Thursday, April 23, 2009

Bring back common courtesy

I came across this article yesterday, but thought I'd leave commenting on it until today as it seems somehow appropriate on St. George's Day.

Fewer than one in four Britons believe common courtesy is still important and simple acts of kindness are in decline, according to a survey.

I find that one of the most depressing statistics I think I've come across in recent years - even with the state of our economy. It's not just the fact that so few people bother with common courtesy - it's the fact that less than 25% think it's important.

I believe that 75% are wrong - common courtesy is important. Not only that, it is free - good manners cost nothing - and be wholly beneficial. Even up until fairly recently I used to go out of my way to fill up at a particular garage. The petrol there was a couple of pence per gallon dearer than most - it was out in the country - but it wasn't self-service.

Instead you'd pull up beside one of the two ancient pumps and a grey haired old gentleman - always wearing a tie - would amble out and ask you what you required. He'd dispense the petrol efficiently and cheerfully, take your cash and bring you your change without you ever having to get out of the car. And all this done with common courtesy and good manners - never a forgotten please or thank you.

I know (because he told me) there were many regular customers - particularly women - who went out of their way to use this particular garage to buy petrol simply because of the standard of service offered. Then came the day when the gentleman retired and the garage went self-service - complete with new pumps and a "shop" - a year later it was closed altogether. Nobody bothered to go there anymore.

Even without that sort of level of service, it still costs nothing to remember the basics of common courtesy - saying please and thank you. Whenever I fill up now - well, not fill up but get my £20 or £30 worth (I won't use cards at petrol stations anymore - only cash) I'm infuriated by the reluctance of staff to say "please" and "thank you".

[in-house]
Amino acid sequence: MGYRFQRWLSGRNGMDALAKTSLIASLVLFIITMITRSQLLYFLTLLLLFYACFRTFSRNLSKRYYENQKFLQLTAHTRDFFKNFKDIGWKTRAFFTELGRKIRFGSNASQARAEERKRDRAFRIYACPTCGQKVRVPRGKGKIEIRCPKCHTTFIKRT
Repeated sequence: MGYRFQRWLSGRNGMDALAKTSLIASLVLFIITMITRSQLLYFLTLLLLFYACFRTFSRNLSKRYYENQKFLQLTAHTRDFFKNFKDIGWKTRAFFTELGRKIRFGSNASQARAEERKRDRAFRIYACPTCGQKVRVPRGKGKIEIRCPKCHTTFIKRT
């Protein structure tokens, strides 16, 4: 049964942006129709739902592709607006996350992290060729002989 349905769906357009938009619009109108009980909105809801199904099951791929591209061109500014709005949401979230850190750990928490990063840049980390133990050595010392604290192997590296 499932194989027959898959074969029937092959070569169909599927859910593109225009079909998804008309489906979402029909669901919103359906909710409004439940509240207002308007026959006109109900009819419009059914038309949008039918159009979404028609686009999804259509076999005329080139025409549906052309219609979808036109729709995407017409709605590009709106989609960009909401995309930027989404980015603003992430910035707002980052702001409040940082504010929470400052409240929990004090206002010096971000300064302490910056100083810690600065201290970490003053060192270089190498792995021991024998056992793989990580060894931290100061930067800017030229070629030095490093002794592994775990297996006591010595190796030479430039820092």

Frequently, in fact, I go up to the counter to pay while the chap behind the counter chatters away on his mobile phone - pausing only briefly to demand "twenty pounds" and stick his hand out. No attempt to say "please" - not even an "anything else you'd like, sir?" - and then when you do hand the cash over there is no "thank you" - just straight back on the phone. I then have to ask for a VAT receipt and end up feeling guilty for interrupting their bloody phone conversations - "Excuse me", I say politely - "may I have a VAT receipt please?" - at which point the cashier gives me a dirty look before jabbing his grubby fingers at the till and ripping the receipt off the roll as if I've just asked him to wipe my arse for me with it.

I've had enough of it. From now on, any shop I go too I will refuse to hand over the cash until I get a please at the very least. There seems to me to be certain irony that the more we've become a service based nation the less we appear capable of providing decent service.

Bring back common courtesy - we're a better nation and much nicer people with it than we are without it.

1 comment:

Bob's Head Revisited said...

I agree, Stan.

A lot of people's idea of good manners is 'old-fashioned stuff' like opening doors, not eating till the host has sat down, no elbows on the table, and about all sorts of other 'unnecessary' things that posh people still do in big country houses.

It's a lazy but all too common perception these days.

But it's so wrong. Good manners is simply thinking of others first; about consideration for other people. It's a myriad of tiny acts of kindness that add up to a lot.

If everyone did these 'quaint old-fashioned things' we would all live in a much more pleasant place.

I believe that it is one of the main reasons why Britain used to be a much more pleasant place and admired by so many other countries.

But now we seem to have become accustomed to being grunted at or ignored while at the same time being hectored and lectured by the clumsy, selective, state-sanctioned manners of political correctness.

Very sad.